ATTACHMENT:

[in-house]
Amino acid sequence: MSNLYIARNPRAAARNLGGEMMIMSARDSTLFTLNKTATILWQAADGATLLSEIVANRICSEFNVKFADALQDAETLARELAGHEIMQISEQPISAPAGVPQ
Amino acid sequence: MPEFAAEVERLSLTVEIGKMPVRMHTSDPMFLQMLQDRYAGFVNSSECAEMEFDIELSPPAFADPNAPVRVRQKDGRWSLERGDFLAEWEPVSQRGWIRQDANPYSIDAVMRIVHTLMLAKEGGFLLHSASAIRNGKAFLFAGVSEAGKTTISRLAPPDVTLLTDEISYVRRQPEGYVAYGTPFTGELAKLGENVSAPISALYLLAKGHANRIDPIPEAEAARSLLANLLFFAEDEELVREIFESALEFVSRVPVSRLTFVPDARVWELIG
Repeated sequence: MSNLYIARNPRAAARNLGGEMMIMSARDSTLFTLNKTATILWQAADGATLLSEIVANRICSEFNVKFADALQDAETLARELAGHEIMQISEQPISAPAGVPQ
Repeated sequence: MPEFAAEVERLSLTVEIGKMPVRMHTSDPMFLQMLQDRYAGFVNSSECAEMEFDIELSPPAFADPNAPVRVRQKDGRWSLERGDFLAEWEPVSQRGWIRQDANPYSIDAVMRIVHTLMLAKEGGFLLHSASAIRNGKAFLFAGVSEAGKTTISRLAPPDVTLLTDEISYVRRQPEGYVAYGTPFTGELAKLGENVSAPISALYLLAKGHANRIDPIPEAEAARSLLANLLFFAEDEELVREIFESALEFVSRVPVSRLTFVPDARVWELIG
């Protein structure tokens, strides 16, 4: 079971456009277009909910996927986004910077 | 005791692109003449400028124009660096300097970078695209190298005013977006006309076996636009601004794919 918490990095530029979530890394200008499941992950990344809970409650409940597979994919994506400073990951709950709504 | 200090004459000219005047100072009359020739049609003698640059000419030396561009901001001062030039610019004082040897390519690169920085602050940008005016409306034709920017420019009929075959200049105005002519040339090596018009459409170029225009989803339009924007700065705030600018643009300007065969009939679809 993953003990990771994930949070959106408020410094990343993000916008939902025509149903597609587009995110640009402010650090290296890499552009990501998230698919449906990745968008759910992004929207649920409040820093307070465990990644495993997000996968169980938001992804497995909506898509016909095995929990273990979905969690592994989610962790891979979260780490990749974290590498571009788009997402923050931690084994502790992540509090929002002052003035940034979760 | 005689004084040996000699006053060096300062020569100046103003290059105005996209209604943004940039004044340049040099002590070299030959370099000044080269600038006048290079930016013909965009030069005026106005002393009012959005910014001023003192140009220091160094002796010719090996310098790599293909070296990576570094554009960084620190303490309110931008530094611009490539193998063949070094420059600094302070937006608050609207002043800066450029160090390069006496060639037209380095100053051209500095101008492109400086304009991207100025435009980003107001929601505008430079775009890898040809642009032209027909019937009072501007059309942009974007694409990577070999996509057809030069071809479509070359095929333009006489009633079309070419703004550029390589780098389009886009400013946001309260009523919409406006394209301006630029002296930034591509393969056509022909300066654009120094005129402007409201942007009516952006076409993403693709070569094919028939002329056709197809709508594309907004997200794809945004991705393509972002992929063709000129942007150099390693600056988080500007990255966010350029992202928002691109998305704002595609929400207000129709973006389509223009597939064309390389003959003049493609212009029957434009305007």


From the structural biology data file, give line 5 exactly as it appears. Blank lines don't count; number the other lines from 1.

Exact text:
Repeated sequence: MPEFAAEVERLSLTVEIGKMPVRMHTSDPMFLQMLQDRYAGFVNSSECAEMEFDIELSPPAFADPNAPVRVRQKDGRWSLERGDFLAEWEPVSQRGWIRQDANPYSIDAVMRIVHTLMLAKEGGFLLHSASAIRNGKAFLFAGVSEAGKTTISRLAPPDVTLLTDEISYVRRQPEGYVAYGTPFTGELAKLGENVSAPISALYLLAKGHANRIDPIPEAEAARSLLANLLFFAEDEELVREIFESALEFVSRVPVSRLTFVPDARVWELIG